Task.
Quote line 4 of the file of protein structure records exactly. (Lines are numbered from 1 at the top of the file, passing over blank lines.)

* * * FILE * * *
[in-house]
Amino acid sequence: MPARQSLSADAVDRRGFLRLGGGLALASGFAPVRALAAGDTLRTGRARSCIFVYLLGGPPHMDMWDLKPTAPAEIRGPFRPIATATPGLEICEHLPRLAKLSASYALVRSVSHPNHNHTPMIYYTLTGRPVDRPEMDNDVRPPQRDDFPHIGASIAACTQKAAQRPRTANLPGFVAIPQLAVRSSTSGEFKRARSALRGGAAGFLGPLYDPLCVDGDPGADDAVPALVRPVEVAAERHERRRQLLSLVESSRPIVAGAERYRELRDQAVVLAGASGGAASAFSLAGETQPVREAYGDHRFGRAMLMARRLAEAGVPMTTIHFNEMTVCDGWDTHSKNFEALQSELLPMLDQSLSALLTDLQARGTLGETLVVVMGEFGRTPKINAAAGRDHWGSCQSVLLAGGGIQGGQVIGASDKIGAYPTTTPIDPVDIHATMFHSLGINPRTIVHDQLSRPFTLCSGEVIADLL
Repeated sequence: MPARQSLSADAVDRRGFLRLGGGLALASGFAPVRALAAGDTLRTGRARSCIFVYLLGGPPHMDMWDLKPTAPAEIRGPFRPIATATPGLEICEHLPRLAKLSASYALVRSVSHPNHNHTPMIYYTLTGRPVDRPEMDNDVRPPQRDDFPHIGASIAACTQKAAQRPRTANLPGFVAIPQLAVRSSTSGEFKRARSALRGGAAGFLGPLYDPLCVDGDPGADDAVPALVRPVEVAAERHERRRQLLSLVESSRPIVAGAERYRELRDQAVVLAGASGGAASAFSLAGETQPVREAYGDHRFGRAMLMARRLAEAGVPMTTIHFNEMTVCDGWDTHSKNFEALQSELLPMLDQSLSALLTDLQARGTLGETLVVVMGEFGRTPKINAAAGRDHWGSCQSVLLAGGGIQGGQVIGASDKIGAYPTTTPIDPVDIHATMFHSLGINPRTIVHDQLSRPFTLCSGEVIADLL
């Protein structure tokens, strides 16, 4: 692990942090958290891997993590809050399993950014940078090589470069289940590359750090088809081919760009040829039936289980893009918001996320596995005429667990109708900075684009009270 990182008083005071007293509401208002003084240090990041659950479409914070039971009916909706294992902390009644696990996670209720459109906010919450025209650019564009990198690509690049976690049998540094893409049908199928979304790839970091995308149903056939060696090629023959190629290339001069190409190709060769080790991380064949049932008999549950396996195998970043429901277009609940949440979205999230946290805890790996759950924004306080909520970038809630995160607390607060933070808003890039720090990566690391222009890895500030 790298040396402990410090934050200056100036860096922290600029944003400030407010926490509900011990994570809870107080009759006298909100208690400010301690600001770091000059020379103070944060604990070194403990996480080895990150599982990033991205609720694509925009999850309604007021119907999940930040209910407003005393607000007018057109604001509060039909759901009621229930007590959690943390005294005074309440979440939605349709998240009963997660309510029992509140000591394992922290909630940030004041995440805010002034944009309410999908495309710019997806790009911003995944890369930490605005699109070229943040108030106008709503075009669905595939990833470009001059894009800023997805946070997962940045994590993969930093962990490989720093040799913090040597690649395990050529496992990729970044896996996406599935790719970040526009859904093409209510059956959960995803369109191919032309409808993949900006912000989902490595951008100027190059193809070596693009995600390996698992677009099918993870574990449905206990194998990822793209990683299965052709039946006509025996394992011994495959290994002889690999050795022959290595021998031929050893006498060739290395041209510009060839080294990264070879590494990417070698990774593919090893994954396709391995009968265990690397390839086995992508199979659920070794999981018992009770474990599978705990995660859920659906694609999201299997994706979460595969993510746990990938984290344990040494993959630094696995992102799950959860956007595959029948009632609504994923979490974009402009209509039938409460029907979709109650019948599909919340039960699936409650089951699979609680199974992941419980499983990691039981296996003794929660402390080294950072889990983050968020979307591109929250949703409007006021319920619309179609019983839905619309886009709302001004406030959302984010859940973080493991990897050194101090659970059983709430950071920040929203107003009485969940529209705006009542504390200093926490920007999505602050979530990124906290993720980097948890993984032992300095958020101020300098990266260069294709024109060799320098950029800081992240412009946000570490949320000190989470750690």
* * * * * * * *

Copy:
């Protein structure tokens, strides 16, 4: 692990942090958290891997993590809050399993950014940078090589470069289940590359750090088809081919760009040829039936289980893009918001996320596995005429667990109708900075684009009270 990182008083005071007293509401208002003084240090990041659950479409914070039971009916909706294992902390009644696990996670209720459109906010919450025209650019564009990198690509690049976690049998540094893409049908199928979304790839970091995308149903056939060696090629023959190629290339001069190409190709060769080790991380064949049932008999549950396996195998970043429901277009609940949440979205999230946290805890790996759950924004306080909520970038809630995160607390607060933070808003890039720090990566690391222009890895500030 790298040396402990410090934050200056100036860096922290600029944003400030407010926490509900011990994570809870107080009759006298909100208690400010301690600001770091000059020379103070944060604990070194403990996480080895990150599982990033991205609720694509925009999850309604007021119907999940930040209910407003005393607000007018057109604001509060039909759901009621229930007590959690943390005294005074309440979440939605349709998240009963997660309510029992509140000591394992922290909630940030004041995440805010002034944009309410999908495309710019997806790009911003995944890369930490605005699109070229943040108030106008709503075009669905595939990833470009001059894009800023997805946070997962940045994590993969930093962990490989720093040799913090040597690649395990050529496992990729970044896996996406599935790719970040526009859904093409209510059956959960995803369109191919032309409808993949900006912000989902490595951008100027190059193809070596693009995600390996698992677009099918993870574990449905206990194998990822793209990683299965052709039946006509025996394992011994495959290994002889690999050795022959290595021998031929050893006498060739290395041209510009060839080294990264070879590494990417070698990774593919090893994954396709391995009968265990690397390839086995992508199979659920070794999981018992009770474990599978705990995660859920659906694609999201299997994706979460595969993510746990990938984290344990040494993959630094696995992102799950959860956007595959029948009632609504994923979490974009402009209509039938409460029907979709109650019948599909919340039960699936409650089951699979609680199974992941419980499983990691039981296996003794929660402390080294950072889990983050968020979307591109929250949703409007006021319920619309179609019983839905619309886009709302001004406030959302984010859940973080493991990897050194101090659970059983709430950071920040929203107003009485969940529209705006009542504390200093926490920007999505602050979530990124906290993720980097948890993984032992300095958020101020300098990266260069294709024109060799320098950029800081992240412009946000570490949320000190989470750690």